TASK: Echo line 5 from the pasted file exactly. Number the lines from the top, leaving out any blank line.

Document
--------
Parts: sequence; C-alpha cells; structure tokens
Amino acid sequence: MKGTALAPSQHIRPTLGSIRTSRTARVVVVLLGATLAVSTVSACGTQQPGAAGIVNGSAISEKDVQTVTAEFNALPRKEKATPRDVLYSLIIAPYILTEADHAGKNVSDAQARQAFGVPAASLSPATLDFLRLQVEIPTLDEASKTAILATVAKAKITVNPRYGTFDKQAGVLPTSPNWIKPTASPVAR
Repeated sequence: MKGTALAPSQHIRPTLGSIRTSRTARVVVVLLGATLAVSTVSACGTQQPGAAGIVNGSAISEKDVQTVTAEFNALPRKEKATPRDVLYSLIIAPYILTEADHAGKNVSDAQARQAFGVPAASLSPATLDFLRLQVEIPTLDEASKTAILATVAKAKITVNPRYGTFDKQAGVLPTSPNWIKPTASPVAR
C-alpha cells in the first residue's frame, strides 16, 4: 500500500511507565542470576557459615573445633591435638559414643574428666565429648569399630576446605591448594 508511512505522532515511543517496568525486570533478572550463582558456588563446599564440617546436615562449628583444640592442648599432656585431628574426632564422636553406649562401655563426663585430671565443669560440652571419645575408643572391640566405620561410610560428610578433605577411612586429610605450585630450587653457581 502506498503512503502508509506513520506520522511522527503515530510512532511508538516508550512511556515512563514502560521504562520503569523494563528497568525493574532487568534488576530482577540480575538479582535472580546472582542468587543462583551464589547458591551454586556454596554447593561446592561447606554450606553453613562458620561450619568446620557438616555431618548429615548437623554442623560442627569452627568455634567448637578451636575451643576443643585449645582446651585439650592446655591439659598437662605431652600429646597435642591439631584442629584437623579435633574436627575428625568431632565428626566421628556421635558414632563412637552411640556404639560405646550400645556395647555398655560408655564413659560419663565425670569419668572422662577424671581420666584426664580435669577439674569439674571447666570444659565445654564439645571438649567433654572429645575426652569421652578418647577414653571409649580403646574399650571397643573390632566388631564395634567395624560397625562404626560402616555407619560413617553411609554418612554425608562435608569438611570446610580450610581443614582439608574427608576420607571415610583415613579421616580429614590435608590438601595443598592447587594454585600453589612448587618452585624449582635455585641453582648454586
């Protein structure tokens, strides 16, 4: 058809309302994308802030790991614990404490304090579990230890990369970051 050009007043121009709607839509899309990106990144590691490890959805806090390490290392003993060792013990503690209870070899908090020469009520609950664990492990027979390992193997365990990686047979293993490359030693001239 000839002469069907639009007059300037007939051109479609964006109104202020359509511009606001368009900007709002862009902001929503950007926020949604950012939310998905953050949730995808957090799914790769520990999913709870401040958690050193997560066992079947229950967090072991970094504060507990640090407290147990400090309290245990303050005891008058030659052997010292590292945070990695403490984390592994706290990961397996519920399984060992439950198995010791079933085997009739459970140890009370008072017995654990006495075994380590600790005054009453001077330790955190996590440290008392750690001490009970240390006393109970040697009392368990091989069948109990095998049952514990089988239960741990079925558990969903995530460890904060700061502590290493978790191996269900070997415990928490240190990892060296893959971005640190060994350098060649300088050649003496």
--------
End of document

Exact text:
């Protein structure tokens, strides 16, 4: 058809309302994308802030790991614990404490304090579990230890990369970051 050009007043121009709607839509899309990106990144590691490890959805806090390490290392003993060792013990503690209870070899908090020469009520609950664990492990027979390992193997365990990686047979293993490359030693001239 000839002469069907639009007059300037007939051109479609964006109104202020359509511009606001368009900007709002862009902001929503950007926020949604950012939310998905953050949730995808957090799914790769520990999913709870401040958690050193997560066992079947229950967090072991970094504060507990640090407290147990400090309290245990303050005891008058030659052997010292590292945070990695403490984390592994706290990961397996519920399984060992439950198995010791079933085997009739459970140890009370008072017995654990006495075994380590600790005054009453001077330790955190996590440290008392750690001490009970240390006393109970040697009392368990091989069948109990095998049952514990089988239960741990079925558990969903995530460890904060700061502590290493978790191996269900070997415990928490240190990892060296893959971005640190060994350098060649300088050649003496």